Thursday, February 7, 2013

Downton Abbey’s Prison Drama

With Mr. Bates in prison, Lady Edith jilted at the altar, a Catholic conundrum, and Carson facing Downton Abbey’s first electric toaster, who can cope?

By Father Gordon J. MacRae

You might have been on summer vacation when I wrote “Unchained Melody: Tunes from an 8-Track in an i-Pod World” last July. It was about prison drama, and an obscure 1955 prison film entitled, “Unchained.” TSW readers who survived the Sixties were surprised to learn that “Unchained Melody” – the alluring ode to love ingrained in our romantic consciousness by the Righteous Brothers in 1965 – was first written in 1955 for “Unchained,” a classic prison movie starring Todd Duncan. In a central scene in the film, Duncan sang the doleful song in a state of despair in his prison cell while mourning his forced separation from his beloved wife. Because of that song, “Unchained” received an Academy Award nomination for Best Musical Score in 1955. The song was later entitled “Unchained Melody” solely because of its association with the prison film.

Saint Michael the Archangel,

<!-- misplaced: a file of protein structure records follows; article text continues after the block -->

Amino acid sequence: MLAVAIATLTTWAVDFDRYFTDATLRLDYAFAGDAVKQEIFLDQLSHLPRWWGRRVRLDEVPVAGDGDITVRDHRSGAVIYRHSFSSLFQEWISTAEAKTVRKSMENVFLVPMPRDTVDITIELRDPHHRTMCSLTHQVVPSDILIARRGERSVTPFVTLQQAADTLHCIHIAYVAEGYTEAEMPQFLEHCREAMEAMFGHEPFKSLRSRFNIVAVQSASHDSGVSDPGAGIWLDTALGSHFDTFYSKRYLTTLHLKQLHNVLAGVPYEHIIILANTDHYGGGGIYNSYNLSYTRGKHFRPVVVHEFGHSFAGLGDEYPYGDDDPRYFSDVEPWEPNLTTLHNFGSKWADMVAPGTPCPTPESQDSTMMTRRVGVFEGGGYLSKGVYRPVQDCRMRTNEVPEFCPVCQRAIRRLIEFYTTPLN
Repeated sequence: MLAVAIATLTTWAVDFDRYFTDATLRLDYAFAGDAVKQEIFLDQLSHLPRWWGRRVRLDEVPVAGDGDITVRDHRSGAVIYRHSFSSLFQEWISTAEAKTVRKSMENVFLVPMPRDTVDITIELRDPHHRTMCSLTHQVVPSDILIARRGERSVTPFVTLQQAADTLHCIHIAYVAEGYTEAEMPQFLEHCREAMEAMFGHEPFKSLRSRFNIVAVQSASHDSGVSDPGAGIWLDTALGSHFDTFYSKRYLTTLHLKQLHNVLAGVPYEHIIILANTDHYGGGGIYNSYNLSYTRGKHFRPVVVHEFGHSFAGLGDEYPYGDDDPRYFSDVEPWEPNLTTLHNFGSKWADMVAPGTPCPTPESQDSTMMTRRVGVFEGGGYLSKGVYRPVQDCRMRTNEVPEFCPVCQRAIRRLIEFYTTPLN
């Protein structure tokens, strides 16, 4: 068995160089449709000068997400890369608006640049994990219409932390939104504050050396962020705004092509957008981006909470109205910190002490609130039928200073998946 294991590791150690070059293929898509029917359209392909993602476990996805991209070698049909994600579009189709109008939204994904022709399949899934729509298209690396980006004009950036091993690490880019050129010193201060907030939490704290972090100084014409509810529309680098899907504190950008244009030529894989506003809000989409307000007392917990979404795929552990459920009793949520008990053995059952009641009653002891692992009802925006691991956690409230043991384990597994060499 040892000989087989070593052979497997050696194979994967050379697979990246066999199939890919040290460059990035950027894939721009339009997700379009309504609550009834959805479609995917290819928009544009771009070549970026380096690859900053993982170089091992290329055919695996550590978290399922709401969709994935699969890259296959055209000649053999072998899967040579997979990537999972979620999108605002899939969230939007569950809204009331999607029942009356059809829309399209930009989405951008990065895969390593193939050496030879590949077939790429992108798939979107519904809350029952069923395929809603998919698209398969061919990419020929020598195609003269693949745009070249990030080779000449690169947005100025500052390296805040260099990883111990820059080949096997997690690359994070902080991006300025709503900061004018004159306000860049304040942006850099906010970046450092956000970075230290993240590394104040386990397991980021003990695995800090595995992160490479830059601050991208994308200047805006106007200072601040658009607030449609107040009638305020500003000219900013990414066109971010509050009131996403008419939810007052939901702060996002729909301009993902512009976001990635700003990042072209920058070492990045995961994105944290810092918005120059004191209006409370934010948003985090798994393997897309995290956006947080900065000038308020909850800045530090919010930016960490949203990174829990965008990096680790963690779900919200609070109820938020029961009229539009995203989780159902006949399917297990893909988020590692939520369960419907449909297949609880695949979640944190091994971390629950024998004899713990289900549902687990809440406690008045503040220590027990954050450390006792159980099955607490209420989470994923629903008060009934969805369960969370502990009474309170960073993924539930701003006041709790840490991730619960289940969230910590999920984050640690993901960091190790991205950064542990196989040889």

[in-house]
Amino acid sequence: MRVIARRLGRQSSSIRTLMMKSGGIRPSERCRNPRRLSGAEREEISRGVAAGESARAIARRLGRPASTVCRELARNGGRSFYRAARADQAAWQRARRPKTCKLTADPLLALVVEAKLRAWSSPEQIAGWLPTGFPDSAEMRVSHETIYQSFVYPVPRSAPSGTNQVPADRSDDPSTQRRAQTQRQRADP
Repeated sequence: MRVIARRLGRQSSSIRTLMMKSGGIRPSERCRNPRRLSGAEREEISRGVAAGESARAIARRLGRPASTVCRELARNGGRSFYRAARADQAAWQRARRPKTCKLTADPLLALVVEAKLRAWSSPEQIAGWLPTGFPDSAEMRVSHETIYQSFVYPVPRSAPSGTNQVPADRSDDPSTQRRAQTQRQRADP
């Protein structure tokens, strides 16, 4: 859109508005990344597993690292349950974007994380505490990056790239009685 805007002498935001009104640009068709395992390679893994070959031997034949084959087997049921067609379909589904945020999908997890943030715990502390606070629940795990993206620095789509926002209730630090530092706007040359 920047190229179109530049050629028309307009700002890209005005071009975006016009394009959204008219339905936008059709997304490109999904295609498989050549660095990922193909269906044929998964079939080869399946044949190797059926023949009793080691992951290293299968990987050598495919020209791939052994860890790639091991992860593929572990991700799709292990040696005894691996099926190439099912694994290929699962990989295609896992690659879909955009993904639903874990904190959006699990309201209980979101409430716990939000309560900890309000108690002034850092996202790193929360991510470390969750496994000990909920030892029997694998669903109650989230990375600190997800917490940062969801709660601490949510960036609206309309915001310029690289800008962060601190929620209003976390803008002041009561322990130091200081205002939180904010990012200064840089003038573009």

defend us in battle.
Be our protection against the wickedness and snares of the devil.
May God rebuke him, we humbly pray;
and do Thou, O Prince of the Heavenly Host -
by the Divine Power of God -
cast into hell, satan and all the evil spirits,
who roam throughout the world seeking the ruin of souls.

I thought of “Unchained Melody” – both the song and my post of the same title – as I watched a few recent episodes of Downton Abbey. Mr. Bates, formerly valet to the Earl of Grantham, is now in prison – and it seems unjustly so – separated from his beloved new wife, Anna. In one of the episodes, Mr. Bates was suddenly cut off from all visits and letters from Anna because he was caught up in the subversive plots of other prisoners.

Prisons haven’t changed much since that depiction of a circa 1920 British dungeon. Guards still tear cells apart looking for contraband – sometimes put up to it by the rumors of others getting even for some perceived slight. There is never a shortage of nefarious schemes among prisoners. The constant vigilance required to understand the daily score sheet of enemies and allies, and to see these plots evolving in advance to fend them off, is exhausting. I keep the Prayer to Saint Michael solidly affixed to my cell wall, and it’s not just a decoration. It’s a prayed necessity. Lots of prisoners ask me for copies of that prayer... (continued)


No comments: